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Medical Encounters in Cuba, Late 1990’s

Doctors for Dollars

By Patricia Linderman

The author, a U.S. Foreign Service spouse since 1990,
describes diplomatic life in Castro’s Cuba during recent years. Mrs. Linderman is now serving with her husband at a very different post — Leipzig, Germany. ~ Ed.

A signal passed through the deputy principal officer’s dim and humid living room. Our hostess stood up. “Let’s go outside and look at the flowers,” she suddenly suggested. The ten or so other spouses assembled for a community meeting began to file out into the scalding embrace of the sun. I, a newcomer, glanced uncertainly at my two-month-old baby, Zachary, dozing sweatily in his carrier.

One of the wives, a veteran of diplomatic life in Cuba, stopped in front of my chair. “You want to look at the flowers,” she insisted. Finally she pointed to the ceiling, in a gesture I would come to know all too well. Oh. The microphones. I reluctantly followed. Beside a stand of purple bougainvillea, the U.S. Interests Section’s American nurse was quietly explaining the community’s relationship with a Cuban pediatrician, whom we all came to call by his first name: Dr. Eduardo.

Later, as I got to know the island and its paradoxical, upside-down economy, Dr. Eduardo’s story made more sense to me. As a pediatric specialist and surgeon, he earned about 400 pesos per month. With that sum he could buy tiny cups of thick Cuban coffee, a few scrawny vegetables at the recently legalized farmers’ markets, and entry into cultural facilities such as the Museum of the Struggle of the Ever-Vigilant People. Pork was about twenty pesos a pound. There was no milk sold for Cuban pesos. Or deodorant. Or shoes.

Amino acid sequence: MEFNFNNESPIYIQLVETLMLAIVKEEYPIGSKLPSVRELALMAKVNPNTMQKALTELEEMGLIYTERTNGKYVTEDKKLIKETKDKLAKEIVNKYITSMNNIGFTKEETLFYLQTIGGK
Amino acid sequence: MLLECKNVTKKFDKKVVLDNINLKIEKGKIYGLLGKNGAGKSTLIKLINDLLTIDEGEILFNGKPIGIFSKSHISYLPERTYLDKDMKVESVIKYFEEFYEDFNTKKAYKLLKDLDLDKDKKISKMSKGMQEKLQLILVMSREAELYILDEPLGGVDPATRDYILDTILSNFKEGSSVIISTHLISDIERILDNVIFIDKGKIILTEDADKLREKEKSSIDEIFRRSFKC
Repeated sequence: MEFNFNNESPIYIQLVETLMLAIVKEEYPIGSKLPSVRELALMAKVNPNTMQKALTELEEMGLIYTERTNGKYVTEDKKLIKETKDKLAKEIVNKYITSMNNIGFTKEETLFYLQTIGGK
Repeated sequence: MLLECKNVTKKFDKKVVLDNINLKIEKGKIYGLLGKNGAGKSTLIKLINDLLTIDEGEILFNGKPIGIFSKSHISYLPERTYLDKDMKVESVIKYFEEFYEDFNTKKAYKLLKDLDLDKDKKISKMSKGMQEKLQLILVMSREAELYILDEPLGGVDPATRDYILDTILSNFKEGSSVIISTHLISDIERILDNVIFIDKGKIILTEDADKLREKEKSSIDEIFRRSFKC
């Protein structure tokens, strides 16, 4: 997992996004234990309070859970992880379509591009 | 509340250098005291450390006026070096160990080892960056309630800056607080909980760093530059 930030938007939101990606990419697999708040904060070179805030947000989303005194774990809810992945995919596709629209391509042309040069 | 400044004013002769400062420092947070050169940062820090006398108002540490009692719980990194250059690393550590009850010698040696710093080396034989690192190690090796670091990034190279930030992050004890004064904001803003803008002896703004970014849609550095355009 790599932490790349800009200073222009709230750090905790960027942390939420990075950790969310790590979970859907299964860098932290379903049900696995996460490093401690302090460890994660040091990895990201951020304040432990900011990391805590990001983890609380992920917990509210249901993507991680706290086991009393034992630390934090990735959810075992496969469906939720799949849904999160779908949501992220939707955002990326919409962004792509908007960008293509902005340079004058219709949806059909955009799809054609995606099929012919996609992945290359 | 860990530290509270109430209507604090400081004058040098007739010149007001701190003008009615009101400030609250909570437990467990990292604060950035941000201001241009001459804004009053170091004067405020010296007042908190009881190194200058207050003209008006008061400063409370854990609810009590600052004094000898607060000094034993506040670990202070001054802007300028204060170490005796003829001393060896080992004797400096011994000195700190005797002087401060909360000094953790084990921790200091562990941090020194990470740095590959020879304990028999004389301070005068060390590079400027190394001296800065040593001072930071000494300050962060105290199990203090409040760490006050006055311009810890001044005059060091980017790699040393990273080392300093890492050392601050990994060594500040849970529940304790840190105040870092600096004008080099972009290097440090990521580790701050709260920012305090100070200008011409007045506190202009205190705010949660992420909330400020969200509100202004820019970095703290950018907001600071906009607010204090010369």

Like other Cubans, Dr. Eduardo had a ration book that promised a meager monthly basket of dried beans, rice, cooking oil, and other basic goods. Yet there was no guarantee that the items would actually appear in the neighborhood bodegas with their corrugated roofs and rough wooden counters.

In 1995, when I arrived, Cuba was struggling up from the low point of what was called the “Special Period” following the fall of the Soviet Union. At world prices, Cuba’s sugar harvest hardly broke even. The country had nothing left to sell but itself.

The U.S. dollar, newly legalized, was conquering the island where nine American presidents have failed. Dollar-only stores, restaurants, and dance clubs sprang up throughout Havana as the government scrambled to attract tourists and to sop up the money sent by overseas Cubans to their families. Modest shopping arcades near hotels dazzled socialist eyes with designer clothing, electronic equipment, and shiny toys. Havana’s first mall, a purple monstrosity shaped like a parking garage, opened a year after I arrived.